Eventually in 1963, with her lover Ronnie on the run, Eleanor was lifted by the Security Branch (SB) and taken for interrogation at the Wentworth ‘House of Truth’. Here was violently abused by the SB men whose mission was to “break her or hang her” in an attempt to find Ronnie’s whereabouts. What the SB didn’t know was that she was an important MK member herself and if broken could have revealed many destructive secrets. But she didn’t break, instead she “engaged in a personal duel of wits with her brutal captors”, faking a nervous breakdown which landed her in a prison psychiatric unit from which he she promptly escaped. After reuniting with Ronnie, the pair fled the country and continued their struggle from exile.

The book itself – an obvious labour of love – is a ripping read and a fitting tribute to a woman of immense courage, skill and principle. Eleanor was one of the few white South Africans to enter the clandestine struggle at this early period when the ANC’s MK wing had embarked upon a campaign of – literally – explosive resistance to the racist apartheid regime. Her defiance of this state – before, during and after her imprisonment – and refusal to submit to its brutality was nothing short of heroic. Eleanor’s story, like the story of the anti-apartheid movement as a whole, is inspirational, poignant and still relevant.

As Ronnie pointed out while summing up his talk, the importance of the role which the international boycott and solidarity movement played in the eventual victory in 1990 of the South African national liberation movement was immense. Being in Ireland, he specifically mentioned the Dunnes Stores boycott strikers, and personally thanked two veteran Irish anti-apartheid activists present at the meeting. He finished by saying that international solidarity against colonialism and imperialism is not merely something from times gone by, it remains of great consequence to people resisting oppression across the globe today.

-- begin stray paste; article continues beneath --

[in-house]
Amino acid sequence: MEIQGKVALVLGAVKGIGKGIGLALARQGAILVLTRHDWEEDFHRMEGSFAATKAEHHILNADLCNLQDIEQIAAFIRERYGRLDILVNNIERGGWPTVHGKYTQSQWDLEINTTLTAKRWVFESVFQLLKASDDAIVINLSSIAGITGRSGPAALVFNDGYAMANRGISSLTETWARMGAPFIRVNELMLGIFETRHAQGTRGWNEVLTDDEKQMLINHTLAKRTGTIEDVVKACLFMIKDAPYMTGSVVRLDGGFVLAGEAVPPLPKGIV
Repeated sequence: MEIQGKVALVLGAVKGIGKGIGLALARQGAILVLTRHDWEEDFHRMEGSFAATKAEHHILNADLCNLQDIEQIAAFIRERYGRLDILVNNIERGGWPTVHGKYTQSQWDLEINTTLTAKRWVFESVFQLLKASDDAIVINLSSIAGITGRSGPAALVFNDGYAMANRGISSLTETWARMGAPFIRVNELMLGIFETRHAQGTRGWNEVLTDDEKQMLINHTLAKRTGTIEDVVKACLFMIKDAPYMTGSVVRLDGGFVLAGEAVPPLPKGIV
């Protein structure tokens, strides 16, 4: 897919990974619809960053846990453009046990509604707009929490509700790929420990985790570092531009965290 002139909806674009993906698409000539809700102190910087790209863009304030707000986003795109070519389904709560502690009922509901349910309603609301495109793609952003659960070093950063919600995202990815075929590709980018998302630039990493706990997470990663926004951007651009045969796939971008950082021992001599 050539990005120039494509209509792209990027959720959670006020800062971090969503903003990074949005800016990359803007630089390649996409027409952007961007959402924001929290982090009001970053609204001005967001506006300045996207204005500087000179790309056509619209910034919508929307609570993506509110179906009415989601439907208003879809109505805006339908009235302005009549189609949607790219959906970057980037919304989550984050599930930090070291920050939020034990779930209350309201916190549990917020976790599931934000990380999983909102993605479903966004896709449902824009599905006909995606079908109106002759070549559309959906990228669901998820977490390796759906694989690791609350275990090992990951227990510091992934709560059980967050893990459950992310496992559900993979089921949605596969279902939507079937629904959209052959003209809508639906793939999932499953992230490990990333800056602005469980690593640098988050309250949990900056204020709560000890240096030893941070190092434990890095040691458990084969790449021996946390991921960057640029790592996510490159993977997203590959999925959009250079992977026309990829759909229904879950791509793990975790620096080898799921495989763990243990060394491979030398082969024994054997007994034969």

Note: This article appeared in LookLeft under the headline ‘The Battle to Free South Africa’.

More Mark Thomas interviewy stuff

August 4, 2011

Below are two pieces for Socialist Voice and LookLeft that I wrote, based on my lengthy interview with comedian and activist Mark Thomas earlier this year (yeah, I milked it for all it was worth…. I’m lazy journalist scum!)

Mark Thomas in Palestine

Mark Thomas in Palestine

Making trouble for all the right people: An interview with comedian Mark Thomas
Socialist Voice, May 2011

In March leftist comedian and social activist Mark Thomas was in Dublin with his new show Walking the Wall, in which – in his own inimitably hilarious manner – he relates his experiences of walking the 723km length of Israel’s illegal apartheid wall in Palestine. I caught up with him for a short interview about modern topical comedy.  Mark was once a familiar face on British television, but now finds himself consigned to BBC Radio. He says his break with his long-time Channel 4 collaborators came when it was suggested he host a show called Celebrity Guantanamo Bay.  After that, there was no longer “anything viable there” for him. Nor does he expect to return to TV any time soon, “there is no ice in Hell yet”, he quips.

When it comes to the state of contemporary topical comedy, Mark doesn’t really “want to discuss the state of play of TV comedy ‘cos that’s just…”. “Depressing?” I venture after a long pause. He smiles sadly, and says “some of the people in it are really good. There is some great stuff like Inbetweeners and Phone Shop”. He also has praise for the “sharp as a dart” Bremner, Bird and Fortune and HBO output like Breaking Bad which he describes as an “incredible state of the nation declaration about what happens when you take money out of the public sector”.

His distaste for the “proliferation of very cheap panel shows” is palpable. He describes them as the comedy equivalent of neo-liberalism; “economically viable to make, because you don’t need a scriptwriter, an editor, a cast or rehearsals. You just have very highly motivated individuals with a vested interest in doing the best they can writing their own material.” He also mourns the advent of “awful freeview satellite” (“I now say ‘this is shit’ about eighty times a day!”), but points to the live comedy circuit and theatre as places that remain creatively exciting and socially engaged – singling out Gregory Burke’s play Black Watch for special acclaim. Yet he also sees the panel show disease infecting the live circuit too, as “people will go see a comedian in the O2 after doing a couple of series of a panel show… and it’s a fucking panel show! You buy a Frankie Boyle ticket and you’ll have seen all the stuff on television already!”